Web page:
Even sunglasses, perhaps the ultimate accessories in the quest for cool, are doing double duty with versions that allow the wearer to take videos, make payments and more.
Rather than have to take off a jacket or sweater, why not create a garment that adjusts to whatever conditions you’re in? The jacket is inspired by nature – specifically the microscopic holes, or stomata, on leaves, which plants open and close to regulate their temperature.
Researchers at Stanford University are working on a new type of plastic-based textile that can cool the body more efficiently than the natural and synthetic fabrics currently available.
A high percentage of a person’s body heat is dissipated as infrared radiation, according to Shanhui Fan, one of the researchers, but there hasn’t been much research into designing textiles that let that radiation freely pass, thus helping to cool the body.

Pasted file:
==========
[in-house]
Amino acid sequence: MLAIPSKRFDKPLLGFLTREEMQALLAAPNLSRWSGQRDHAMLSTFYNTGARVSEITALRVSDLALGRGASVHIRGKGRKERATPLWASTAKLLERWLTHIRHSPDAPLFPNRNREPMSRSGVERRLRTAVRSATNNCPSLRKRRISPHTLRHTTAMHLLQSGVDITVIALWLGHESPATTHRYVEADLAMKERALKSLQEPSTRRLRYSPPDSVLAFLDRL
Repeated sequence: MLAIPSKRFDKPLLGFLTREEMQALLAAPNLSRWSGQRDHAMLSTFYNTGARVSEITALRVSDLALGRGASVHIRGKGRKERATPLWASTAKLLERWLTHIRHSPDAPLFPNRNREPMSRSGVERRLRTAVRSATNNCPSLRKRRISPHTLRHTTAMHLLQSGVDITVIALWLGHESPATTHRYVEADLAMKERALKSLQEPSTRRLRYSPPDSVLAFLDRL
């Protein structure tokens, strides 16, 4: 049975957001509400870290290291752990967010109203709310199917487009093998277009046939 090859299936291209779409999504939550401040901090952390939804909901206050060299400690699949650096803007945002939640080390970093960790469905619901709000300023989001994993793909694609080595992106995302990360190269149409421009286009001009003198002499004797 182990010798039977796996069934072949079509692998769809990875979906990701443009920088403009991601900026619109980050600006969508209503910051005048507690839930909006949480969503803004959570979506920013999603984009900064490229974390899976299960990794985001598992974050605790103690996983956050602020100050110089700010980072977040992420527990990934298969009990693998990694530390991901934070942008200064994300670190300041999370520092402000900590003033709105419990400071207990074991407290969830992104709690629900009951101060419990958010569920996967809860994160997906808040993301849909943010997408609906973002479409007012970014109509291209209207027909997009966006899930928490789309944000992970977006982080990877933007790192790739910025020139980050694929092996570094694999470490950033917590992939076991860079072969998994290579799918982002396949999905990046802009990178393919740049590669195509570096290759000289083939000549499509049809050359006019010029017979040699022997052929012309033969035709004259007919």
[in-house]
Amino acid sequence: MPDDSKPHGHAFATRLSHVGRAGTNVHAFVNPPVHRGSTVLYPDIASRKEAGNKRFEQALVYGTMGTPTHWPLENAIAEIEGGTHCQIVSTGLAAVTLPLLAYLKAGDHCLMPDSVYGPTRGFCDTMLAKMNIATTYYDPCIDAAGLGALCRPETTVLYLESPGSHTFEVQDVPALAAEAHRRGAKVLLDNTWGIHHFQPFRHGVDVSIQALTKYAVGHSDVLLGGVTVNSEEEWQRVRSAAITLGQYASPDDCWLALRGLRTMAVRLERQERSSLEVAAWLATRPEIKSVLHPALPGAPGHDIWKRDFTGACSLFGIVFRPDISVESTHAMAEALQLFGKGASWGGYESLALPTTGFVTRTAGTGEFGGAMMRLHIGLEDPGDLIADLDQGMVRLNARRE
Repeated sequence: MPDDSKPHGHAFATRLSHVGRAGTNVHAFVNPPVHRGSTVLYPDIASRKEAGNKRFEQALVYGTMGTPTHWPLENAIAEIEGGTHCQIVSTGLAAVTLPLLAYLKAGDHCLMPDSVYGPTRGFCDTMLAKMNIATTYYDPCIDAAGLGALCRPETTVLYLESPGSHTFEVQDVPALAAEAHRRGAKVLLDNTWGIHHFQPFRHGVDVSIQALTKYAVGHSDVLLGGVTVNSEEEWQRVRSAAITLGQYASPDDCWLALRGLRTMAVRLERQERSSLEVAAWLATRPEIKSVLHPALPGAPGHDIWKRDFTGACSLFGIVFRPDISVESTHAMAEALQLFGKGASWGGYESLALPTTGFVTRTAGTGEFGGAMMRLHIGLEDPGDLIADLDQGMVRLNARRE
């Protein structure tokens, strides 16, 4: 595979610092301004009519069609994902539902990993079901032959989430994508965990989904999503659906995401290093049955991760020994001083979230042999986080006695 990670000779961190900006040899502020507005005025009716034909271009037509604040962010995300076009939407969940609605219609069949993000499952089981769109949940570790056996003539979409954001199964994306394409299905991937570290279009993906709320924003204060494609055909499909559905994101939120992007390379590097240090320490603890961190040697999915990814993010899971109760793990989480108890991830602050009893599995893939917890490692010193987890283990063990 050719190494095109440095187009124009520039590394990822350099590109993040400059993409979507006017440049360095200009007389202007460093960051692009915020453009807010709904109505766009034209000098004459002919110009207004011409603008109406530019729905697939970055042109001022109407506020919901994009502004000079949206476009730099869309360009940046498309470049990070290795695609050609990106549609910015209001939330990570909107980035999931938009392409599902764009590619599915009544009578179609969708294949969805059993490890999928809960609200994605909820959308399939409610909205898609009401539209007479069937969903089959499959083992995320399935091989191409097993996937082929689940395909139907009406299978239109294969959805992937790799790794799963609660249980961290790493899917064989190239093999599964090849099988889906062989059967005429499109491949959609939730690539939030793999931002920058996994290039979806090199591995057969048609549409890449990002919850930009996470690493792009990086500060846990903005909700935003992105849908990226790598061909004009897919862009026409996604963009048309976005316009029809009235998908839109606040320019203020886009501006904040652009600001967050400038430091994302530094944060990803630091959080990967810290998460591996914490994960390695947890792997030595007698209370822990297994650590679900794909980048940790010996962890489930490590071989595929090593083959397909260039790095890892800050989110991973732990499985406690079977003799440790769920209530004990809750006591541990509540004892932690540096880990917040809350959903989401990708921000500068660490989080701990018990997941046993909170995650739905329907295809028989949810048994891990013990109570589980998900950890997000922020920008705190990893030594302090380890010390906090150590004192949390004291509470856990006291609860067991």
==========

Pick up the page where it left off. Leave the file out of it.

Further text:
Several tech firms are looking at ways apparel and wearable devices can be used to help people monitor UV rays.
Tech website Tom’s Guide called the Blade “Non-doofus AR glasses” that consumers might actually be interested in wearing.
The Omius Jacket uses robotics to open and close vents along the torso, adjusting to the wearer’s environment.